I got the "empty response" error on this post, but I can see it, so I'm assuming you all can as well.

                • Merlyn_LeRoy
                  Merlyn_LeRoy commented
                  Editing a comment
                  Originally posted by Merlyn_LeRoy View Post
                  Sorry, the above makes no sense at all. If a Buddhist or a Unitarian or a Wiccan or a Jew can be an atheist and a member of the BSA, then a god isn't needed, and an atheist who just calls himself as an atheist should be able to join, unless the "duty to god" requirement is so shallow that a label makes all the difference. But that's just stupid.
                  All of those are religions. At the time Mr. Wise's troubles began he was simply an atheist without any g/God or religion, as he has explicitly written in his testimonial (now linked above). He also saw, read, and had misgivings about the DRP, but he signed on anyway.


                  Uh, so what? Where does the BSA state that you can be an atheist as long as you belong to a religion? Or where does the BSA state that all members have to belong to a religion? Sounds to me like you're just making up rules that don't exist.

                  It may be stupid, but then again how stupid does anyone have to be to push it. You don't get honey by kicking the beehive.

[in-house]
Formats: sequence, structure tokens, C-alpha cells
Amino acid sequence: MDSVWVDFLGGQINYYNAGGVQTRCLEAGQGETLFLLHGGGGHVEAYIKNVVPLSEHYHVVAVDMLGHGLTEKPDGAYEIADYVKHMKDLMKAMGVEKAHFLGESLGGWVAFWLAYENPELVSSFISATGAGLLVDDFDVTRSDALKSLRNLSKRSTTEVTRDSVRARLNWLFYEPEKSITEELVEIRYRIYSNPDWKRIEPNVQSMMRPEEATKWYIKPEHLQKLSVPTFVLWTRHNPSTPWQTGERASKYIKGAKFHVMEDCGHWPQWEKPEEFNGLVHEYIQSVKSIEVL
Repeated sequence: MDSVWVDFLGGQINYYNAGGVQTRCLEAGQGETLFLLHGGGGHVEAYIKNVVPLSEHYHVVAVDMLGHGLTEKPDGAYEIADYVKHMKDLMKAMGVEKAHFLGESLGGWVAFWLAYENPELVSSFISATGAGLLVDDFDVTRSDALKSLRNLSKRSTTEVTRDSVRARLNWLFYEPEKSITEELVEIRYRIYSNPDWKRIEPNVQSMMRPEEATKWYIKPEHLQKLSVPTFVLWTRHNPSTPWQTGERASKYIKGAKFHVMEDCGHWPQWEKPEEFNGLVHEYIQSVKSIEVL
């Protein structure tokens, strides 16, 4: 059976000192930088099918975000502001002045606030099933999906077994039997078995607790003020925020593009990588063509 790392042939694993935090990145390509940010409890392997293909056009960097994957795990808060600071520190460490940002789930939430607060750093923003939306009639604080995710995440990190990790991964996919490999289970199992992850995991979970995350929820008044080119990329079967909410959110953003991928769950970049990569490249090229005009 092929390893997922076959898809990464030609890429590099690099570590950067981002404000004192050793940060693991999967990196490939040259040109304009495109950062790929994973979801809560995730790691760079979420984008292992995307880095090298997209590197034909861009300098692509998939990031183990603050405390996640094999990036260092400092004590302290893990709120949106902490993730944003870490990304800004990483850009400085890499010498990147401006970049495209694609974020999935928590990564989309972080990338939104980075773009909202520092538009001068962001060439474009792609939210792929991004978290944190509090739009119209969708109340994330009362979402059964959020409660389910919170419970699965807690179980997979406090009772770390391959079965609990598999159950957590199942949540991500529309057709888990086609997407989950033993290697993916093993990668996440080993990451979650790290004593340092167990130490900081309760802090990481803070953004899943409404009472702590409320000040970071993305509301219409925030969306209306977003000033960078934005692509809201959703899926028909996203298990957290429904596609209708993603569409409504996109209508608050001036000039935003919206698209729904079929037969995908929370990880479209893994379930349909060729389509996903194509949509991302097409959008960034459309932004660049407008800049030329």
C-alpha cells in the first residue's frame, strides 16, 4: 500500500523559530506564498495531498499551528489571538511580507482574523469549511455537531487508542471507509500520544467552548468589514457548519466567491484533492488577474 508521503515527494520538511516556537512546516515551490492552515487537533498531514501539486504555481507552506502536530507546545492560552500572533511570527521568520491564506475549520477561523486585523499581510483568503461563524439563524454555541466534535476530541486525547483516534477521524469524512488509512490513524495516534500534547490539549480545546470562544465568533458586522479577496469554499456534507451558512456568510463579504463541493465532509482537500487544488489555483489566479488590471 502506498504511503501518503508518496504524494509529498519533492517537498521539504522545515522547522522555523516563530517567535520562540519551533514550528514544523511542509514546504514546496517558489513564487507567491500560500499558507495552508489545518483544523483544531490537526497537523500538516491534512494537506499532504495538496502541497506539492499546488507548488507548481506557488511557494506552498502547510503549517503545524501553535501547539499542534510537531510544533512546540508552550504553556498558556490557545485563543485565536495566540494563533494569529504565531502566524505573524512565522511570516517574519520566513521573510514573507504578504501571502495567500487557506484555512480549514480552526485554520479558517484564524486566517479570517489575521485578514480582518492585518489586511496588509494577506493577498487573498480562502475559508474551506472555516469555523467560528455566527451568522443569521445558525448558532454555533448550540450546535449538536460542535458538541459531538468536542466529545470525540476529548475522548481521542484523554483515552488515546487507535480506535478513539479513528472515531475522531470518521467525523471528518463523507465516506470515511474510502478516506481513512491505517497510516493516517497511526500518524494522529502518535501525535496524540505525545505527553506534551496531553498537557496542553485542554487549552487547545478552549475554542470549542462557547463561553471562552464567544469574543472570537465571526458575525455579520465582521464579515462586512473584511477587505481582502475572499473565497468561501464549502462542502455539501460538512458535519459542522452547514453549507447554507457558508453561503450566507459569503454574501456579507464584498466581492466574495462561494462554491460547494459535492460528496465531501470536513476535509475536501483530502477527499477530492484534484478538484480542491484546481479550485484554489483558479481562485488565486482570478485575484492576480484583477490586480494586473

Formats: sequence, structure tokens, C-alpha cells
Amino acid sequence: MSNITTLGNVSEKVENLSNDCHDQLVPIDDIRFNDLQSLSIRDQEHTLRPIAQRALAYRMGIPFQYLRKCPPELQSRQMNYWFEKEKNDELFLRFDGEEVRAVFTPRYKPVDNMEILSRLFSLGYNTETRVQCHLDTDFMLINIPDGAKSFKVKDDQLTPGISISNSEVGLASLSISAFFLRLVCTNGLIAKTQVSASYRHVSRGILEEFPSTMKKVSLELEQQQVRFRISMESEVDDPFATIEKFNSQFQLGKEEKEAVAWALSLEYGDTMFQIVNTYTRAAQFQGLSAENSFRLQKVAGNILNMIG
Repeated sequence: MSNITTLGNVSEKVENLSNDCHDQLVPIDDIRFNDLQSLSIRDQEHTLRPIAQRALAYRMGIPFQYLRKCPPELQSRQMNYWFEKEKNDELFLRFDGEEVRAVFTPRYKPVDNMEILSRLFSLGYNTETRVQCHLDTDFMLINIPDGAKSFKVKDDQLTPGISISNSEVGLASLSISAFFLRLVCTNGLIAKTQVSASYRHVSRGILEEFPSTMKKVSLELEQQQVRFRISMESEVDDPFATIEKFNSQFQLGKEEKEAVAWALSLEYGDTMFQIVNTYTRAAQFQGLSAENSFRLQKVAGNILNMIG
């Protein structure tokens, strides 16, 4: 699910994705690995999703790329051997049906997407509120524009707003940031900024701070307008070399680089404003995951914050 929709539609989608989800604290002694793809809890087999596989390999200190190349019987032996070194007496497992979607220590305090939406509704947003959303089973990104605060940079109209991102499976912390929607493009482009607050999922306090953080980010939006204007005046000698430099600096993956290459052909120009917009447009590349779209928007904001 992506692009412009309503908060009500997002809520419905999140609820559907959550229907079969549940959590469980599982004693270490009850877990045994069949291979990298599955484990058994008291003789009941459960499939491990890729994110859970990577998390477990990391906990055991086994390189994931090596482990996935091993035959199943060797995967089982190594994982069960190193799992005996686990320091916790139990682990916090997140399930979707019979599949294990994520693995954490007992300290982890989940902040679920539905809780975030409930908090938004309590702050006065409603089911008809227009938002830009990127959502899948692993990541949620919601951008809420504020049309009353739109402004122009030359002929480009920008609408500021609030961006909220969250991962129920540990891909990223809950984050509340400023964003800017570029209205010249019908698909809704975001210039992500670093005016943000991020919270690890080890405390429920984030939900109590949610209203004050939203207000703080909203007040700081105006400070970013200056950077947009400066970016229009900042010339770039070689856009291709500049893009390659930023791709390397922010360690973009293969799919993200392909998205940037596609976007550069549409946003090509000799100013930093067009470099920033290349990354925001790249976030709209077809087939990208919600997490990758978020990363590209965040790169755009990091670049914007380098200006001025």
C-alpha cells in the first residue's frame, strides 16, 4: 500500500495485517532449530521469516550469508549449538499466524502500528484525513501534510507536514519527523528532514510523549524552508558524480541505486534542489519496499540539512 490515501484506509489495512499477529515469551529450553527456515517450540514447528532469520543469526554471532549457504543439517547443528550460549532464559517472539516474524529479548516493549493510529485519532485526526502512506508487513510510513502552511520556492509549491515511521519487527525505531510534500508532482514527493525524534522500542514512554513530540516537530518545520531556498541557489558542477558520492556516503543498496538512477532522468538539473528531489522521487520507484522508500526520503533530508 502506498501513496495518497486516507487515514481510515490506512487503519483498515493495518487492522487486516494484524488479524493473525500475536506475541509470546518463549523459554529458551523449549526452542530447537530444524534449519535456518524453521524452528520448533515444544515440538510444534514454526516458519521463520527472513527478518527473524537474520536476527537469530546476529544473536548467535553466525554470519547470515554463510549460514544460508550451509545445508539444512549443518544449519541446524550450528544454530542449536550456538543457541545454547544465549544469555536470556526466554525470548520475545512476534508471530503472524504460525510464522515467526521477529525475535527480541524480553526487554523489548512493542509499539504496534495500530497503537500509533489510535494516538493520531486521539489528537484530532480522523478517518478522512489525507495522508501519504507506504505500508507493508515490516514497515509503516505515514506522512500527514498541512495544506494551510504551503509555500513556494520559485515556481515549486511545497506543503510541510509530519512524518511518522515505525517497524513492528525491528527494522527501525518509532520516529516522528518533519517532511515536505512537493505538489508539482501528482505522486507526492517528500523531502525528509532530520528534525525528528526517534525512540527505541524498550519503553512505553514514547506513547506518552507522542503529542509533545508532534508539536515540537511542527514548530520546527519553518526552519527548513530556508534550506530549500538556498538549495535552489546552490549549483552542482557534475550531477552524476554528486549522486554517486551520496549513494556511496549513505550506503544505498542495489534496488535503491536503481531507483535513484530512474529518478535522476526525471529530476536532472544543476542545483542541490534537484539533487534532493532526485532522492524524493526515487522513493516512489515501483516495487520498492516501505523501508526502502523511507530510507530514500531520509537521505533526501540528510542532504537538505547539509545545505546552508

To unroll your metaphor, "kicking the beehive" = being honest about ones own religious views. Yeah, we can't have that...

              • #29
                Originally posted by Scouter99 View Post
                At the time Mr. Wise's troubles began he was simply an atheist without any g/God or religion, as he has explicitly written in his testimonial (now linked above).
                And just exactly where in officially published BSA religious policy are those required? And while you're at it, what is the officially published BSA policy on defining or interpreting either "God" or religion?

                For that matter, just exactly what in officially published BSA policy would require the expulsion of an atheist? Please be specific and quote the applicable publication. Please remember that a "rule" requiring "belief in a Supreme Being" did not exist in the 1990's, as testified to in court by the Orange County Council's Exec. But then the question I am pursuing here is whether such a rule has been added to officially published BSA policy. Though that would raise the question of how such a rule could possibly be squared with the rest of officially published BSA religious policy.
                Originally posted by Scouter99 View Post
                He also saw, read, and had misgivings about the DRP, but he signed on anyway.
                Please read what I actually wrote. I read the DRP and, based on officially published BSA policy, found that I was in agreement with it. I would not have signed the application if I did not agree with the DRP, because that would have been dishonest. I still agree with it. Rather, it is BSA that does not agree with it.


                So the question still stands about the current status of "belief in a Supreme Being." Does such a rule exist? Or, like in the 1990's, does BSA continue to appeal to a "rule" that does not exist?